Faith and Godliness


Thomas F. Torrance, "Faith and Godliness," in The Trinitarian Faith: The Evangelical Theology of the Ancient Catholic Church (Edinburgh: T&T Clark, 1988), 13-46; #1988-489b


Torrance, Thomas F. "Faith and Godliness." In The Trinitarian Faith: The Evangelical Theology of the Ancient Catholic Church, 13-46. Edinburgh: T&T Clark, 1988; #1988-489b

Publication life cycle / General notes

The first chapter, "Faith and Godliness," adapted from "The Open Texture of 'Faith' and 'Godliness' in the Church's Confession," Festschrift for George D. Dragas, presented in 1985 (#1985-460). This chapter was not represented among the original lectures given in Princeton in 1981. 

Discussed in the Reading Group on August 12, 2021: Video.


From the Foreword: “In the first chapter an account is offered of the open-textured framework of faith and godliness which, together with the rule of truth inherited from the apostolic foundation of the Church, guided regular interpretation of the Holy Scriptures and fostered in its ministers and theologians a distinctive way of thinking and speaking about God in accordance with the nature of his revealing and saving acts in Jesus Christ. From the start the theology of the Church took the form, not of a set of abstract propositions, but of embodied truth in which the knowing and worshipping of God and the daily obedience of faith and life interpenetrated each other. The focus of attention is directed particularly to Irenaeus and Origen who in different ways left a decisive impact on the pre-Nicene Church. Irenaeus had made clear that it is only within the framework of the Faith entrusted to the Church and incorporated in the apostolic tradition as a rejuvenating deposit, that the Holy Scriptures may be faithfully interpreted and appropriated as the saving truth of the Gospel. Origen had laid great emphasis upon the need to think worthily and reverently of God, which required spiritual training in godliness in the ability to interpret the statements of the Old and New Testament Scriptures in the light of the truths to which they refer beyond themselves. That was the general matrix of faith and piety within which there took shape the theological intuition and godly judgment upon which the Nicene fathers relied in their epoch-making Confession of Faith.” (p. 6).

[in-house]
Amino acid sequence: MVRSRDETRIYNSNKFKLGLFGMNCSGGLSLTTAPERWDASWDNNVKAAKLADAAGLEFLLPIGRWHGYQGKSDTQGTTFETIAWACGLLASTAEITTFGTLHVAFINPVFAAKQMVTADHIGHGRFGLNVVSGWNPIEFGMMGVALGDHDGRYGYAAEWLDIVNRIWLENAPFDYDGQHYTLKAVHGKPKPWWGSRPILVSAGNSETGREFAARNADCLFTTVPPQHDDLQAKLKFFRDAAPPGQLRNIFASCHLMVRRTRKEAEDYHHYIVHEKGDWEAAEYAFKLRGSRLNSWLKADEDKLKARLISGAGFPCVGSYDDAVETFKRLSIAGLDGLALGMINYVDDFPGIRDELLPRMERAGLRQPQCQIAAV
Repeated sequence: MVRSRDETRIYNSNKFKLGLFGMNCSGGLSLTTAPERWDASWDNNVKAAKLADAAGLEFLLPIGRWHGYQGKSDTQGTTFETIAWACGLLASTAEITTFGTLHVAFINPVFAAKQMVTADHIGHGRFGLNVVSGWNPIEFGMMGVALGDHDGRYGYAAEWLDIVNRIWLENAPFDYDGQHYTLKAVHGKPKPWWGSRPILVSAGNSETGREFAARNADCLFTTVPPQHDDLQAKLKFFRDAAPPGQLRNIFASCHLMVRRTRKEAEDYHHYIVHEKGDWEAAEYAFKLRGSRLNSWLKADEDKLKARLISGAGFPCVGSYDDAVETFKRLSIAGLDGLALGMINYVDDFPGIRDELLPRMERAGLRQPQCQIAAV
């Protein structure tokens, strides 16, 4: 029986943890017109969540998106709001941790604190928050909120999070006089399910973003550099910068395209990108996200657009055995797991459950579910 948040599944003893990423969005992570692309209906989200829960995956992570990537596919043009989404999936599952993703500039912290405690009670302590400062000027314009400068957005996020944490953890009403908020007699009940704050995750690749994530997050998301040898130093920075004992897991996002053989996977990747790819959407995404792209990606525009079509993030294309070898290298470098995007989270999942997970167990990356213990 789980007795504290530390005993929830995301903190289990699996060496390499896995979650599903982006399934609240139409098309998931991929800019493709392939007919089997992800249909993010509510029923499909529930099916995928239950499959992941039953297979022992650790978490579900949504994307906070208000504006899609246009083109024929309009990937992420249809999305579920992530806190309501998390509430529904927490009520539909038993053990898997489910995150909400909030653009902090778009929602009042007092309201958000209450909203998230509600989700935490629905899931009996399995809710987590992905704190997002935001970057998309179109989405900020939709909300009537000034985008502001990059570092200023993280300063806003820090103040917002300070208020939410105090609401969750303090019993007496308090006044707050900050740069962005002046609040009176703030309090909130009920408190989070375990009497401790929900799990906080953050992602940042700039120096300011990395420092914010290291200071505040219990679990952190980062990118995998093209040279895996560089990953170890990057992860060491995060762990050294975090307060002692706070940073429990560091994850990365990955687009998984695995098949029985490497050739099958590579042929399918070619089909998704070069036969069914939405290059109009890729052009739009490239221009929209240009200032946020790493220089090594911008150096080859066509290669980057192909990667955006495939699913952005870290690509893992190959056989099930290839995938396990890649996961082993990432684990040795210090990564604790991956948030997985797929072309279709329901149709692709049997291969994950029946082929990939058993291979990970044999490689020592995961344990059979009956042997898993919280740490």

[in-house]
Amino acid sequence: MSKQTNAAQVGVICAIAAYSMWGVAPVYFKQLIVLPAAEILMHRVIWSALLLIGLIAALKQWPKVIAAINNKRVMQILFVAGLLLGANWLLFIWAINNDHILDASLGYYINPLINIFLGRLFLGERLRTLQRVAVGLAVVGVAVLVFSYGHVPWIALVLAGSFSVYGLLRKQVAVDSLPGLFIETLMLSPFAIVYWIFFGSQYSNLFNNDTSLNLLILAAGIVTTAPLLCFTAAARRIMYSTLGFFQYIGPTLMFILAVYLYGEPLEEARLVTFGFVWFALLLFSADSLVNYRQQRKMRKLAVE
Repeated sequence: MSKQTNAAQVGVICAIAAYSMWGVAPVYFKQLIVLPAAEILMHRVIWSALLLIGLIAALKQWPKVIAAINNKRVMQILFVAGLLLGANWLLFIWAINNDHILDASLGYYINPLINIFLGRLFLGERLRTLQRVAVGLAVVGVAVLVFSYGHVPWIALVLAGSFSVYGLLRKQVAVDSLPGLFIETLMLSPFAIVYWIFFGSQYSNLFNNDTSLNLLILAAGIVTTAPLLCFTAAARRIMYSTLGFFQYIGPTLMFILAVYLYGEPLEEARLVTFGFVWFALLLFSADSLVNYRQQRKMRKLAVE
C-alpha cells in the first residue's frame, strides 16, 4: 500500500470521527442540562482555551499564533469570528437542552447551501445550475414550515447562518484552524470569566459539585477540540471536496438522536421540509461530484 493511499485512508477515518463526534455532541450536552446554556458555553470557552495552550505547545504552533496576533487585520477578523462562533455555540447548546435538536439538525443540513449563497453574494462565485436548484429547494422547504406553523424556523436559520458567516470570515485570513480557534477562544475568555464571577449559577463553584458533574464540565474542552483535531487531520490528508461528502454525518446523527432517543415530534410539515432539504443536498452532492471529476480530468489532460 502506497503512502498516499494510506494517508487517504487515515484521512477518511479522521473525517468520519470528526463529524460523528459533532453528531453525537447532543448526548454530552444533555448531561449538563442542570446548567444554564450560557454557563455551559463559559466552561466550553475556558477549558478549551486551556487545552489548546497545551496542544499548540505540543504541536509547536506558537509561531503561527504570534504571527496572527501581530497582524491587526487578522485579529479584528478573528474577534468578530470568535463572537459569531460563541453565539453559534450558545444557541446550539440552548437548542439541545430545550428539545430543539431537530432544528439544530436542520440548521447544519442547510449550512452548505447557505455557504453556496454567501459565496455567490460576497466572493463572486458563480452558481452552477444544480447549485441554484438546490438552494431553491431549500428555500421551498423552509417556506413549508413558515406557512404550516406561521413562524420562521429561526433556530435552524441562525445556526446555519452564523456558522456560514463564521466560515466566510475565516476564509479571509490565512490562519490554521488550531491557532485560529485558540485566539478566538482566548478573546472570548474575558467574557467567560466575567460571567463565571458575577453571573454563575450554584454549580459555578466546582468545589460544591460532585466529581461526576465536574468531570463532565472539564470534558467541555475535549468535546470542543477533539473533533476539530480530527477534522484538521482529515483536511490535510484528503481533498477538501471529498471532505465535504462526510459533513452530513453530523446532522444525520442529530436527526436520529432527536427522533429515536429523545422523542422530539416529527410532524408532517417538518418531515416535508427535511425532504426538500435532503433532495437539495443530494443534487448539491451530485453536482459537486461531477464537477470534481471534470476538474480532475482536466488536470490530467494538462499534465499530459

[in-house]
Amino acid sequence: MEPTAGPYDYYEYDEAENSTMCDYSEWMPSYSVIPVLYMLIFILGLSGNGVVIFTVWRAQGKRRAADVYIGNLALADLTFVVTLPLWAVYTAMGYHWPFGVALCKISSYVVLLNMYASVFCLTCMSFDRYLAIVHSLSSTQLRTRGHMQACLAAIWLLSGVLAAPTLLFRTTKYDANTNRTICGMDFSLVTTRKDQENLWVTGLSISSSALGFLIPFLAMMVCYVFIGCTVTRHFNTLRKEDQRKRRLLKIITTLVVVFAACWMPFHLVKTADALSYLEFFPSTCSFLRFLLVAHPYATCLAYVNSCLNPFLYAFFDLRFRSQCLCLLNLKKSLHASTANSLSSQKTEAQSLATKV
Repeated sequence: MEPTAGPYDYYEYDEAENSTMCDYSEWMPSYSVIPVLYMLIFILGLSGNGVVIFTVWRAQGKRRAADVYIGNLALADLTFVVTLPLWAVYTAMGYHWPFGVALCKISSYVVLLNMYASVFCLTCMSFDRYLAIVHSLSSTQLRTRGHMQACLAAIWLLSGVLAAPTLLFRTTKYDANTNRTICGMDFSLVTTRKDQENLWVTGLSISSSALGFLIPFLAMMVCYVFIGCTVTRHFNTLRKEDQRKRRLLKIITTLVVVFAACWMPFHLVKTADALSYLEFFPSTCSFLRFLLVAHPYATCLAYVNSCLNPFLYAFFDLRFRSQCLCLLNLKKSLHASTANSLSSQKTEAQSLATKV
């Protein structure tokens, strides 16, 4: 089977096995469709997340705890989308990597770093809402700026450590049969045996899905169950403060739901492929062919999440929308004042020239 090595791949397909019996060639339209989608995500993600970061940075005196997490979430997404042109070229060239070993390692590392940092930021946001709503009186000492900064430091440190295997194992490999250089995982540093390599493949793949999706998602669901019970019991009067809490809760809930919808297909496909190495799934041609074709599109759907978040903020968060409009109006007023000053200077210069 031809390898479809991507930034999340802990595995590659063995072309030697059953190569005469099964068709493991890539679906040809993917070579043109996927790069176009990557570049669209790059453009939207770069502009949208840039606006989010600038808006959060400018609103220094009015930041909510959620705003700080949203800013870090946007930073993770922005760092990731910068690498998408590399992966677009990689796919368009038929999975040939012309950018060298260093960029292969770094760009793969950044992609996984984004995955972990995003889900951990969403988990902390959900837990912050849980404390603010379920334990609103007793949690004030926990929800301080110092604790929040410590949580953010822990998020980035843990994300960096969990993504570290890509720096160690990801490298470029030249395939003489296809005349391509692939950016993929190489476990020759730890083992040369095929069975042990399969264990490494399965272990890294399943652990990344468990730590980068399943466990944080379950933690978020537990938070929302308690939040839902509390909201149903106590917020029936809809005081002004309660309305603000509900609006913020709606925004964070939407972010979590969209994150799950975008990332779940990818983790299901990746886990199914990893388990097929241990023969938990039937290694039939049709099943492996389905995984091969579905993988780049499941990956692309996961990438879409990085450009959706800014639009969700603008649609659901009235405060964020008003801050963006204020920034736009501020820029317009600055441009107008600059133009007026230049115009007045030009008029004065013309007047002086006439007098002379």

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“The passage that evidently governed the understanding of εὐσέβεια in the early Church was the Pauline correlation of the ‘great mystery of godliness’ with the incarnation. The apostle was writing to inform Timothy about ‘how one ought to behave in the household of God, which is the Church of the living God, the pillar and ground of truth. Great indeed, we confess, is the mystery of godliness (τὸ τῆς εὐσεβείας μυστήριον): who was manifested in the flesh, justified in the Spirit, seen of angels, preached among the gentiles, believed on in the world, taken up in glory.’ There on the one hand, godliness was defined as penetrating into the inner mystery of the faith, into the objective fact of the incarnate self-revelation of God, while, on the other hand, the Church was spoken of as supporting and upholding the truth of God. Expressed the other way round, the revealed truth of God is grounded in and built into human life and society as it is proclaimed and believed, known and taught by the Church in a way that promotes godliness. Thus the great mystery of godliness manifest in Jesus Christ and his saving grace became embodied in the Church as its godly counterpart, which corresponds to what St Paul elsewhere referred to as the great mystery concerning Christ and his Church, which is his Body.” (pp. 29-30).